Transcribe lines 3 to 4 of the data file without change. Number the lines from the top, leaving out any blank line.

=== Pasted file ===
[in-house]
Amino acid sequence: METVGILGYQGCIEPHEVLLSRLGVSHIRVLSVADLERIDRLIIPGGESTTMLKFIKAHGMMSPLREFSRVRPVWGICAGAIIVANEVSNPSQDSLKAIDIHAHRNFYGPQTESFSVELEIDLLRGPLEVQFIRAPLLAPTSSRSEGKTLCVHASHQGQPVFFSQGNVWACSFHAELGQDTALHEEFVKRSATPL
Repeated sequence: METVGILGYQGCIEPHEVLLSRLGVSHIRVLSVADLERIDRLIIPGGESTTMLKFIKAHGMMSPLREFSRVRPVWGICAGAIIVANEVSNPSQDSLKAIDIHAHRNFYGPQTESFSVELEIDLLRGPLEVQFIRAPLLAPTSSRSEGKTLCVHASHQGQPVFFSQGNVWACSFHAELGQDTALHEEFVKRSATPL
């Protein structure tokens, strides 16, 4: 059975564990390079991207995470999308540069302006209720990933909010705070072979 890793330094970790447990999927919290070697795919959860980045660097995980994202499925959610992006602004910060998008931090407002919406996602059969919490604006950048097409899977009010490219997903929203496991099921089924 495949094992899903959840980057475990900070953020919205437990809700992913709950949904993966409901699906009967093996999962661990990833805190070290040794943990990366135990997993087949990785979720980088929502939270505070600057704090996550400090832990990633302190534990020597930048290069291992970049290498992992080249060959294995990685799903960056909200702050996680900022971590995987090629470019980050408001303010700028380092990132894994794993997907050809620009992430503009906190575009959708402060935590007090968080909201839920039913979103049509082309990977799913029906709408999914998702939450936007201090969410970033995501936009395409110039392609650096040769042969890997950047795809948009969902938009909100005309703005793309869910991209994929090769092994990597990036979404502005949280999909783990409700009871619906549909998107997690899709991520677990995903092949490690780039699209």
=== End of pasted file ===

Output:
Repeated sequence: METVGILGYQGCIEPHEVLLSRLGVSHIRVLSVADLERIDRLIIPGGESTTMLKFIKAHGMMSPLREFSRVRPVWGICAGAIIVANEVSNPSQDSLKAIDIHAHRNFYGPQTESFSVELEIDLLRGPLEVQFIRAPLLAPTSSRSEGKTLCVHASHQGQPVFFSQGNVWACSFHAELGQDTALHEEFVKRSATPL
């Protein structure tokens, strides 16, 4: 059975564990390079991207995470999308540069302006209720990933909010705070072979 890793330094970790447990999927919290070697795919959860980045660097995980994202499925959610992006602004910060998008931090407002919406996602059969919490604006950048097409899977009010490219997903929203496991099921089924 495949094992899903959840980057475990900070953020919205437990809700992913709950949904993966409901699906009967093996999962661990990833805190070290040794943990990366135990997993087949990785979720980088929502939270505070600057704090996550400090832990990633302190534990020597930048290069291992970049290498992992080249060959294995990685799903960056909200702050996680900022971590995987090629470019980050408001303010700028380092990132894994794993997907050809620009992430503009906190575009959708402060935590007090968080909201839920039913979103049509082309990977799913029906709408999914998702939450936007201090969410970033995501936009395409110039392609650096040769042969890997950047795809948009969902938009909100005309703005793309869910991209994929090769092994990597990036979404502005949280999909783990409700009871619906549909998107997690899709991520677990995903092949490690780039699209």